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Characteristics of some examples of anti-racism statements that address the severe oppression lived by both Black and Indigenous people:

  • Specific, detailed, thoroughly researched, and recognize and clearly name oppression as “Racism”.
  • Acknowledge history and how this presents and reverberates today within all components that make up the library system.
  • Detail assessment and change at the structural level with an action plan that lists short- and long-term commitments and the vision these changes will bring about.
  • People of colour leading the change process, together with white allies supporting.

Resources for your consideration:

Bero, T. (2021, September 1). Addressing anti-Black racism on campus. University Affairs. https://www.universityaffairs.ca/features/feature-article/addressing-anti-black-racismon-campus/

Boyer, Y. (2017). Healing racism in Canadian health care. Canadian Medical Association Journal, 189(46), E1408-E1409. https://doi.org/10.1503/cmaj.171234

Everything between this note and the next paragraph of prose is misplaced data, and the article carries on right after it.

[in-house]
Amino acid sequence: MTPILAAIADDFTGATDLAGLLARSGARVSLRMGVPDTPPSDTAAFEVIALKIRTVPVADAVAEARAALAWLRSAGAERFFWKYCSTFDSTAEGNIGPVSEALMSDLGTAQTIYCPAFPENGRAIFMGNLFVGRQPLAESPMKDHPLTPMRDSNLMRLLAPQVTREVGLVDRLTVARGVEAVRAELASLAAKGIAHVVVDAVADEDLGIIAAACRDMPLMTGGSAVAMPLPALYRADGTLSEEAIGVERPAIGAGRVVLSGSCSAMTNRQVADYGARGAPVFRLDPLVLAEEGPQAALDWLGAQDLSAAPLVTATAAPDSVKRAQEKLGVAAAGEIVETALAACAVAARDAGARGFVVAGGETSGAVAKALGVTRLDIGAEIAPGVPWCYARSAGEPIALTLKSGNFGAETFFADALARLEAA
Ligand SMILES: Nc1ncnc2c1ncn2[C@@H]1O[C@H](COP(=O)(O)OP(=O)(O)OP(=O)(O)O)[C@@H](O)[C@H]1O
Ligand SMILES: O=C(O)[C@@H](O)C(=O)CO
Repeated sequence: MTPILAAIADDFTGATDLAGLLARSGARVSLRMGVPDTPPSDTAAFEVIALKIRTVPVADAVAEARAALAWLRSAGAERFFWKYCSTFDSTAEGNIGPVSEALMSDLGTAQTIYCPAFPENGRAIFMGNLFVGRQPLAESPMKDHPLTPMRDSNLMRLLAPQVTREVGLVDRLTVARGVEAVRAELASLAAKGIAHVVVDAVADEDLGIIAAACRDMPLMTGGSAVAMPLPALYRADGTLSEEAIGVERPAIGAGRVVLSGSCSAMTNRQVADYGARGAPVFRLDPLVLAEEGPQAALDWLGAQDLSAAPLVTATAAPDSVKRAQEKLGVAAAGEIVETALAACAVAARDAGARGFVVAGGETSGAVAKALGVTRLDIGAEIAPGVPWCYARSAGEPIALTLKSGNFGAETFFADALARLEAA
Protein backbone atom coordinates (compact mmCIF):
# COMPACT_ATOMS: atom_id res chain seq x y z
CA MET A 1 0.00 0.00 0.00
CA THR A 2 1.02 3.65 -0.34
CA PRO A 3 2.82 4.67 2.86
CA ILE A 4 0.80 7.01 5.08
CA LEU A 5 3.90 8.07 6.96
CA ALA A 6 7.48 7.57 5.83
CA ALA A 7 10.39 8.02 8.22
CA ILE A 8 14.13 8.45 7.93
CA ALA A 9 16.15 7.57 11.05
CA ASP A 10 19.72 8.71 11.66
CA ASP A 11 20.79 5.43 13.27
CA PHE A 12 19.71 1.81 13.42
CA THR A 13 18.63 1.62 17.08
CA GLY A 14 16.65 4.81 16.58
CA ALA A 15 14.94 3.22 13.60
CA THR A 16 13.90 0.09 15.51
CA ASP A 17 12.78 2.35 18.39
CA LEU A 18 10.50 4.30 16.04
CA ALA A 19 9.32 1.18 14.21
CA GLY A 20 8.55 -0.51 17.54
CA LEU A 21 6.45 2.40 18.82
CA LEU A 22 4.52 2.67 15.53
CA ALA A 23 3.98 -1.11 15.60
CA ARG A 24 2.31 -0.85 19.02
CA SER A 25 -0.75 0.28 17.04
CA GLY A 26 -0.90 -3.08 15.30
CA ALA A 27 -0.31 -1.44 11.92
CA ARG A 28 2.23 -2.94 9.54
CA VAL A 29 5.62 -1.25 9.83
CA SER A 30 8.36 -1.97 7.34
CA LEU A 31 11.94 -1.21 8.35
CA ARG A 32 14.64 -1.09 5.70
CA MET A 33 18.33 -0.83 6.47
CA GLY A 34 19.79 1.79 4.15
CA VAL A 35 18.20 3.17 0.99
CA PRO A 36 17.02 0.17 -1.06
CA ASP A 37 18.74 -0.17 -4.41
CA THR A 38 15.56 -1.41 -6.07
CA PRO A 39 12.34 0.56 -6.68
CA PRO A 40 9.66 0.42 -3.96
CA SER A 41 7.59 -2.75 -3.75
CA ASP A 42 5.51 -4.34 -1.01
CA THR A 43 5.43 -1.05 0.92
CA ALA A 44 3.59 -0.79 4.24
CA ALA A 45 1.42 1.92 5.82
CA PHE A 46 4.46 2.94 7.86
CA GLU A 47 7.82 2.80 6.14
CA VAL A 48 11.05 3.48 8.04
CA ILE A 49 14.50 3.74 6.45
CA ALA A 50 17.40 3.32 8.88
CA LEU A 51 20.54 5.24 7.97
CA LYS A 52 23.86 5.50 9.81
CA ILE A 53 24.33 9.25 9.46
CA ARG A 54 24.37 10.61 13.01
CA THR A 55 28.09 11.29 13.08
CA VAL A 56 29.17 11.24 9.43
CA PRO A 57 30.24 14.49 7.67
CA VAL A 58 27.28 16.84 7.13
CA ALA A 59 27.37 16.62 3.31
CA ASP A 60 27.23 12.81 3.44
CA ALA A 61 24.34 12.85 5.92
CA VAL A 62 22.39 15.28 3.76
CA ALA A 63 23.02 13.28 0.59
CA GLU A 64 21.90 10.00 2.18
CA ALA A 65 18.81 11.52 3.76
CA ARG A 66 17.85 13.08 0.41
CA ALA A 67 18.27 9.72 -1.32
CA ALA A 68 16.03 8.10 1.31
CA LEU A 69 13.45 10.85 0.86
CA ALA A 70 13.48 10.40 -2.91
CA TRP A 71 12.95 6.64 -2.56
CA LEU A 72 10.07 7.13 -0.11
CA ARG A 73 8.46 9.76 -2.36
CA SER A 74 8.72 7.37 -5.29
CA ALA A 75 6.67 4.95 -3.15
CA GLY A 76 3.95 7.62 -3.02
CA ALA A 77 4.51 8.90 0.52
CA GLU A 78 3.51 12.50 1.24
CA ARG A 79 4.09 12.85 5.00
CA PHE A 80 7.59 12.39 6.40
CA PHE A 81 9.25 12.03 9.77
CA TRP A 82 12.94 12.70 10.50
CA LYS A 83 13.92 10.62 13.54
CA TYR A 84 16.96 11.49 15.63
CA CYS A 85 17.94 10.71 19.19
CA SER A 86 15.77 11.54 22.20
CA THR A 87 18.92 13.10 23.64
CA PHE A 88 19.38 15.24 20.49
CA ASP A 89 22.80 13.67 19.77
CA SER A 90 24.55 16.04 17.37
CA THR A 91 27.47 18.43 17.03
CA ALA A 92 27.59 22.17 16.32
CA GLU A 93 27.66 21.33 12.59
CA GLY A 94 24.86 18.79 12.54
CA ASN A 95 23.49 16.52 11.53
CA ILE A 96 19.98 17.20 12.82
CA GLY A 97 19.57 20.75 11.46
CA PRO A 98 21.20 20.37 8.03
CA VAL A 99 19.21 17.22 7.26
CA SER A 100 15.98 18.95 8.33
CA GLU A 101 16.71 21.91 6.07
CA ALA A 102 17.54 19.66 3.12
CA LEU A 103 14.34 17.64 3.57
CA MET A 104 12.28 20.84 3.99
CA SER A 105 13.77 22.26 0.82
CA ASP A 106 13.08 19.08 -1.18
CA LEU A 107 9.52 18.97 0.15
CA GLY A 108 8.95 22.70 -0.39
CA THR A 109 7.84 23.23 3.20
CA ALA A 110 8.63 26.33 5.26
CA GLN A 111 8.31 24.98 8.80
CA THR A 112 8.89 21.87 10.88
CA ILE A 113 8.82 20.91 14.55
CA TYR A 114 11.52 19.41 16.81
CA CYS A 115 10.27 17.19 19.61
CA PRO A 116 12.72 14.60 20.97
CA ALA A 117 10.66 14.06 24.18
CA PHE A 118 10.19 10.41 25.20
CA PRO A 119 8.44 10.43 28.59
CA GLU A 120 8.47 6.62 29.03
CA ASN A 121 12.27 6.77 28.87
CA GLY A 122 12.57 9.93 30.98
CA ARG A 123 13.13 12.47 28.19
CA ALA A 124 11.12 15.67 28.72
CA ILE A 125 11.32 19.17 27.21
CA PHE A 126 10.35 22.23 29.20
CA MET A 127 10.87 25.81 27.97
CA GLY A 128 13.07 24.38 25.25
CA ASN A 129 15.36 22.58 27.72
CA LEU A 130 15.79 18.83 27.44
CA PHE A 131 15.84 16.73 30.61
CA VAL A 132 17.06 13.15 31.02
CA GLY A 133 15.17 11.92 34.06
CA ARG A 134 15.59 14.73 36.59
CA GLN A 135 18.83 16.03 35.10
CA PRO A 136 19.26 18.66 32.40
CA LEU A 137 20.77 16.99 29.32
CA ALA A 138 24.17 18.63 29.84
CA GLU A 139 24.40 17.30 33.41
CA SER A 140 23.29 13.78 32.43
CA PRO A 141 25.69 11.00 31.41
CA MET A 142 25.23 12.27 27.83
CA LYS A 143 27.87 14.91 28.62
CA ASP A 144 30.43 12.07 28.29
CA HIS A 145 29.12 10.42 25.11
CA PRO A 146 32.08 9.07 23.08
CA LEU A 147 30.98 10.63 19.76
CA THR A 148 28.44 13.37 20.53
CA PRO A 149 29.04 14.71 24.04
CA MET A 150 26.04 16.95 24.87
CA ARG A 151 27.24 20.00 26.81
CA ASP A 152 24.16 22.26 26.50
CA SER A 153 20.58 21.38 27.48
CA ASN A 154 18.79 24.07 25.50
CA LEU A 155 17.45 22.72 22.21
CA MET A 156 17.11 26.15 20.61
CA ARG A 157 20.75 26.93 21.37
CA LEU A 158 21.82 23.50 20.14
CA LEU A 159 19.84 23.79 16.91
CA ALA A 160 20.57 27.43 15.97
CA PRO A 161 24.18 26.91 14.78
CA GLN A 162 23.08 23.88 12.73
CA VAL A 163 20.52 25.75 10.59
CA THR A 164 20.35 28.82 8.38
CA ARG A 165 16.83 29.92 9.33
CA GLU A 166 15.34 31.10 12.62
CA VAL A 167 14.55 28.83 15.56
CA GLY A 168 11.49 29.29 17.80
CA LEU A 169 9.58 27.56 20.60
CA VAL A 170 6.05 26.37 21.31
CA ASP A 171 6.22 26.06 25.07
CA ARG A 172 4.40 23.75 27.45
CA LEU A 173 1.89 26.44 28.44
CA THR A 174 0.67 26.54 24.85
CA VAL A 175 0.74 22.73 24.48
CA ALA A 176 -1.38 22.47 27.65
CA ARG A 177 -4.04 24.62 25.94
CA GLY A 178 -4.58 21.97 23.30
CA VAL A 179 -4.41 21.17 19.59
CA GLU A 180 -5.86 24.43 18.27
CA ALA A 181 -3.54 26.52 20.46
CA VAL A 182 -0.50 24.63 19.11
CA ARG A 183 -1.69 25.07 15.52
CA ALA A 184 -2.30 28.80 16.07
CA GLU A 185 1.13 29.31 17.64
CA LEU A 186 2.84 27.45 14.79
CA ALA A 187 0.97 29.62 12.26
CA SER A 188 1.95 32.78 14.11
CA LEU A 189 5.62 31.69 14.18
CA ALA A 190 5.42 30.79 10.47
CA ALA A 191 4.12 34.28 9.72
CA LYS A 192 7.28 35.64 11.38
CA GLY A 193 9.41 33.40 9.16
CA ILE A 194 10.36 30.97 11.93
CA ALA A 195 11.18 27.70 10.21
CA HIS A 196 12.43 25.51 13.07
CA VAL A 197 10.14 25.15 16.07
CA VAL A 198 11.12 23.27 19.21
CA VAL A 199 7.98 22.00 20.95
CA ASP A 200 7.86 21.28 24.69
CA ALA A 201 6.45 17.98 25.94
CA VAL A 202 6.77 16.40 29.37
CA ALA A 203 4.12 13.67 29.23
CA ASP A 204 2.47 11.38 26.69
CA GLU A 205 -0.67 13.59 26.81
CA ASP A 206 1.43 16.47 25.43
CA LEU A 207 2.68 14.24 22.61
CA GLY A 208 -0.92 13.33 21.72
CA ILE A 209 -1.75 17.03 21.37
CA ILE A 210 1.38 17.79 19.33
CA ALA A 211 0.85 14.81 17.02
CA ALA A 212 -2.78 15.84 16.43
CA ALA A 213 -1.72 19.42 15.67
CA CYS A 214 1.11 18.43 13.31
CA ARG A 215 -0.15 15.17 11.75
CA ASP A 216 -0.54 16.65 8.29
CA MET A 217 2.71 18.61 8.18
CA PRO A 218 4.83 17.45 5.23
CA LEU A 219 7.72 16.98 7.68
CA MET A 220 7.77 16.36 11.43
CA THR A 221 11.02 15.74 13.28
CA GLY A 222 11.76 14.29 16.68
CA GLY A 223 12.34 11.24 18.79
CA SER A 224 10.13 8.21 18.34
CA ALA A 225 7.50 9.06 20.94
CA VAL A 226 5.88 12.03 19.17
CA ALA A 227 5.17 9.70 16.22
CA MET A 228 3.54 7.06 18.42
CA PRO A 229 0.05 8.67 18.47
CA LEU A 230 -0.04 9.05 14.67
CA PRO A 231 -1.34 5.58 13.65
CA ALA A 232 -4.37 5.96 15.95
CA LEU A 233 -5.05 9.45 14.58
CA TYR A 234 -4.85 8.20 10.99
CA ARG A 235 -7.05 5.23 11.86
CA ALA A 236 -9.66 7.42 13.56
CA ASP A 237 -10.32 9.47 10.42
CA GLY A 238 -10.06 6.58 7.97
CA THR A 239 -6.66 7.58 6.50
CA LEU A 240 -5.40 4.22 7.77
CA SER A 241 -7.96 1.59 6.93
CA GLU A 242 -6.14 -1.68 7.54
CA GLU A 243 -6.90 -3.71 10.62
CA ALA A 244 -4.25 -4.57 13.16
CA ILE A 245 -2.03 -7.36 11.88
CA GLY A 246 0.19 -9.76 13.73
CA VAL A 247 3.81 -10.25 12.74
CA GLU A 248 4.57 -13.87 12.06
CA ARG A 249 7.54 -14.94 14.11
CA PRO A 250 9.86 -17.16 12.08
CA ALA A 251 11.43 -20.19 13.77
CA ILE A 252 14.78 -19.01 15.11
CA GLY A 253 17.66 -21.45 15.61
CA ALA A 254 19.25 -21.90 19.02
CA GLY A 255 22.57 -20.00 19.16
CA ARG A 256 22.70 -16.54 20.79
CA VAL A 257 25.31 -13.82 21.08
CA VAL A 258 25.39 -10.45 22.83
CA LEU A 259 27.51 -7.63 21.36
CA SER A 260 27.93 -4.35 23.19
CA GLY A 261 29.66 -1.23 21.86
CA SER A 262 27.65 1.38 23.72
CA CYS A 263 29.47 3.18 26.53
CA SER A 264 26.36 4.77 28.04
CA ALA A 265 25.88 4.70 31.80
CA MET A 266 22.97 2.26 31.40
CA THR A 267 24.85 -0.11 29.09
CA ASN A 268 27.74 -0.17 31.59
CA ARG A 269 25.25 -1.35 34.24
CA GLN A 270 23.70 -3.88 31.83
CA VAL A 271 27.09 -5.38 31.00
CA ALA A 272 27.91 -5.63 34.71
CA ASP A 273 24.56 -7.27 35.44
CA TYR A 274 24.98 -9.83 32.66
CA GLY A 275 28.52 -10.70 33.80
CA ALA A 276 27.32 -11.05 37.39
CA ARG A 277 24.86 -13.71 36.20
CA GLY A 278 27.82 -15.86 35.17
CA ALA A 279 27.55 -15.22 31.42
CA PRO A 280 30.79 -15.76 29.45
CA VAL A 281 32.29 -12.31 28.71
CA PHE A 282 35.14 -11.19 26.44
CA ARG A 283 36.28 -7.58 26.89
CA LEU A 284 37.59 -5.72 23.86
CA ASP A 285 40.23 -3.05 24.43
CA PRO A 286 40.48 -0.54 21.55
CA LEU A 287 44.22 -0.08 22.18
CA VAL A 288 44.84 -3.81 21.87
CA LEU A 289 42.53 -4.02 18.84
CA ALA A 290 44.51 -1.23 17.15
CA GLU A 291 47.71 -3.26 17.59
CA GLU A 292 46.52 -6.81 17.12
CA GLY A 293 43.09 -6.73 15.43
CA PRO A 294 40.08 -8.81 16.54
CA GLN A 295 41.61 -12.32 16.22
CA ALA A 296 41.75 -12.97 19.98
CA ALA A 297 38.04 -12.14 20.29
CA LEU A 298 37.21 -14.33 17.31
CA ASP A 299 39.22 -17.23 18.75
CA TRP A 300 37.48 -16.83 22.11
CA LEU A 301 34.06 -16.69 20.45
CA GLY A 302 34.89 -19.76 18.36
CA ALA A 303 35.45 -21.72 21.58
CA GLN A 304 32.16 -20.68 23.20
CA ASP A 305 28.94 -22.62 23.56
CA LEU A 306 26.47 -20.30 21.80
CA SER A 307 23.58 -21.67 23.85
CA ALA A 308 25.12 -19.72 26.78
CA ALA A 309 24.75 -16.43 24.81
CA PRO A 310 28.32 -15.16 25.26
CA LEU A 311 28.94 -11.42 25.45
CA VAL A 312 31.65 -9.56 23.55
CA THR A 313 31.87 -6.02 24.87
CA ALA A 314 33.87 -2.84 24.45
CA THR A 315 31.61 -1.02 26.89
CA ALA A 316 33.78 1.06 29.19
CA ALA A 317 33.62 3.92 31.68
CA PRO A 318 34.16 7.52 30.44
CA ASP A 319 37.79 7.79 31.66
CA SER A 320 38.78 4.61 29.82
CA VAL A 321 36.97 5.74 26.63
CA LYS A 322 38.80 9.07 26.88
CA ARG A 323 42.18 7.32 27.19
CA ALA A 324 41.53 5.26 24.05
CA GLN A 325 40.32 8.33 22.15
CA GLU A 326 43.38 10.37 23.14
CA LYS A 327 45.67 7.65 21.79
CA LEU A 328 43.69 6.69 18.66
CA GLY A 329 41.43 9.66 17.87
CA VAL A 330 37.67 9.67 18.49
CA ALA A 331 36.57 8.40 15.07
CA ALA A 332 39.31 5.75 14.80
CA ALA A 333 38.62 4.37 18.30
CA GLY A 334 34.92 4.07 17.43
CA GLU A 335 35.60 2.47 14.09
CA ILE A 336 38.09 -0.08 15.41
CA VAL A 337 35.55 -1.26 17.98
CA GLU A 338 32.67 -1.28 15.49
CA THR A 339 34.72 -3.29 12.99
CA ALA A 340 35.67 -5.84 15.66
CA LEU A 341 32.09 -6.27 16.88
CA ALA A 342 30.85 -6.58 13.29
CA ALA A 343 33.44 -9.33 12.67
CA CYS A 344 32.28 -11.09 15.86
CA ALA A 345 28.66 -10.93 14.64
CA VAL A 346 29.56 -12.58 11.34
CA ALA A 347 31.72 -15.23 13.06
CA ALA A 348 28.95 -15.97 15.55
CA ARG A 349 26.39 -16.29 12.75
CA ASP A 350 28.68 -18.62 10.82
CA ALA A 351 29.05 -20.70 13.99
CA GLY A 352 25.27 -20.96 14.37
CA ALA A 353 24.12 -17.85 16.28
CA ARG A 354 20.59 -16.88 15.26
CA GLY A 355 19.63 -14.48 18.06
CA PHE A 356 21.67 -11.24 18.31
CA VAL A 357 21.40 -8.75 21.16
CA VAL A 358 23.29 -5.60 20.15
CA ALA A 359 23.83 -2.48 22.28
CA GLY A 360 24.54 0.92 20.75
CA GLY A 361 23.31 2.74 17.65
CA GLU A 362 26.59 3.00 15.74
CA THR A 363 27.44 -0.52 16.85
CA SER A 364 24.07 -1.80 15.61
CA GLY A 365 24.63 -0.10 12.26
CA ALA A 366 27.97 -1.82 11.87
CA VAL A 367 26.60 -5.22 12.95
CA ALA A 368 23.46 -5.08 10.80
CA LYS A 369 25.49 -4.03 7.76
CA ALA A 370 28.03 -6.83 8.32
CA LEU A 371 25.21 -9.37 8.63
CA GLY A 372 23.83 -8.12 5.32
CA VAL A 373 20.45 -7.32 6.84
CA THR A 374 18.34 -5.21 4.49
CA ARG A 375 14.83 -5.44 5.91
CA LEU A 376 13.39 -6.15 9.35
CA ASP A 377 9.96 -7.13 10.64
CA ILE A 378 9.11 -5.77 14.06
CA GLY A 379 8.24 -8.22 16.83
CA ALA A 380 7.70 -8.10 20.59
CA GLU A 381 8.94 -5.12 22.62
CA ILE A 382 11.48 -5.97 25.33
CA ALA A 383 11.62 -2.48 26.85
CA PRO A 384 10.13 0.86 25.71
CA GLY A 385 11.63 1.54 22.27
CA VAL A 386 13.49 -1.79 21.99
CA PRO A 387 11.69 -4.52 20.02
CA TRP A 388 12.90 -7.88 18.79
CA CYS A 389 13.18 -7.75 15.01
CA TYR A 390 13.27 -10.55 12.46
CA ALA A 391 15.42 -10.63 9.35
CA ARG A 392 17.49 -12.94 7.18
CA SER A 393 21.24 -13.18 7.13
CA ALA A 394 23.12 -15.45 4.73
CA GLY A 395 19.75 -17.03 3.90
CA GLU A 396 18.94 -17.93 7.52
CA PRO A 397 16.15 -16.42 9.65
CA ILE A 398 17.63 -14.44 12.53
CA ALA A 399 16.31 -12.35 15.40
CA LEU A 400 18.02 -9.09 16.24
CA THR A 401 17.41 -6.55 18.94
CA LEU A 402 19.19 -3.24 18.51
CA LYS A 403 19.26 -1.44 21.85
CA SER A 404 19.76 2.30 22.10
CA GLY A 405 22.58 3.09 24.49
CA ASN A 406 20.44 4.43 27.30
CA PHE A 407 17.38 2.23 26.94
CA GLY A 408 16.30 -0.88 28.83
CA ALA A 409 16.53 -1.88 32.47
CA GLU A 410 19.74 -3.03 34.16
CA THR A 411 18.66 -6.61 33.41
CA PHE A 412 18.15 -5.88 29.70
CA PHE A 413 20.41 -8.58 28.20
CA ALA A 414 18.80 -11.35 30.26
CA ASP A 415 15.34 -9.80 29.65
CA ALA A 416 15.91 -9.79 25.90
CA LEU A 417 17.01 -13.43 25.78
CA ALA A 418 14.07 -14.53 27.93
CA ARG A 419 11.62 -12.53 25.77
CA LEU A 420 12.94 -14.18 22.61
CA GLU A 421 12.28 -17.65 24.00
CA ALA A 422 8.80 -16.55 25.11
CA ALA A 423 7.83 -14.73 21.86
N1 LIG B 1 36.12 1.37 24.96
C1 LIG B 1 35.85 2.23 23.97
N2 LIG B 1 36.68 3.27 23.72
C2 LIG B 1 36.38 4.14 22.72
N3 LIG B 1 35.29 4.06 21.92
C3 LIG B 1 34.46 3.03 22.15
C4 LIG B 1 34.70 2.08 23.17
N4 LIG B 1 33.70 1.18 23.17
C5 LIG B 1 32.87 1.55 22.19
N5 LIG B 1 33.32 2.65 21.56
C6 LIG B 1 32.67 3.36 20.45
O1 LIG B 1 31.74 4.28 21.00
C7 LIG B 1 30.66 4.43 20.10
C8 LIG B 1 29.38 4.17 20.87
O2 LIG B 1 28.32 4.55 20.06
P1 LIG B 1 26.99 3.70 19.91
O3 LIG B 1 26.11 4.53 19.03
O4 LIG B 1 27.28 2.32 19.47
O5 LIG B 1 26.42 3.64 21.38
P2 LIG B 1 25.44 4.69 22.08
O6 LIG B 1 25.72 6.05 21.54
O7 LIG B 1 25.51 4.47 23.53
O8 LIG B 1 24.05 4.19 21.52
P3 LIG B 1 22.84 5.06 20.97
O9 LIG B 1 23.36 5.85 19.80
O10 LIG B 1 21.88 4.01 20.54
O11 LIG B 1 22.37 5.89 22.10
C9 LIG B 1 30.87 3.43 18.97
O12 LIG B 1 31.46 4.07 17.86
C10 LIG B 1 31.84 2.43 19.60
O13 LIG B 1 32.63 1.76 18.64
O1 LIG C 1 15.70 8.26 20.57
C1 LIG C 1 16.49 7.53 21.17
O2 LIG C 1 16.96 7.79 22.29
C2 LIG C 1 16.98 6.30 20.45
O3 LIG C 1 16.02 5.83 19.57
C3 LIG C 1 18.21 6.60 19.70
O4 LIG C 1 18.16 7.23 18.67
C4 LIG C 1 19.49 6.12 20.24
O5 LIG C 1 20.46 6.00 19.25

Dalhousie University. Human rights & equity services. Retrieved November 4, 2021 https://www.dal.ca/dept/hres.html

Intercultural Cities. (2019). What interculturalism is about? (video). Council of Europe OP Services. https://vimeo.com/340202838

Kendi, I. X. (2019). How to be an antiracist. One World. https://highlights.sawyerh.com/highlights/61GaQwMODKKRZ2po0X87

National Collaboration Center for Indigenous Health. (2021). Anti-indigenous racism in Canada. Retrieved November 10, 2021 https://www.nccih.ca/28/Social_Determinants_of_Health.nccih?id=337

Queen’s University. (2020, October 6). More than just words: From anti-racism statements to action. https://www.queensu.ca/connect/equity/2020/10/06/more-than-just-wordsfrom-anti-racism-statements-to-action/

Yarhouse, M. (2018). The complexities of multicultural competence with LGBT+ populations: An evaluation of current status and future directions. In Frisby, C. L. & O’Donohue, W. T., Cultural competence in applied psychology (pp. 575-602). Springer. https://www.researchgate.net/publication/326610796_The_Complexities_of_Multicult ural_Competence_with_LGBT_Populations_An_Evaluation_of_Current_Status_and_Future_Directions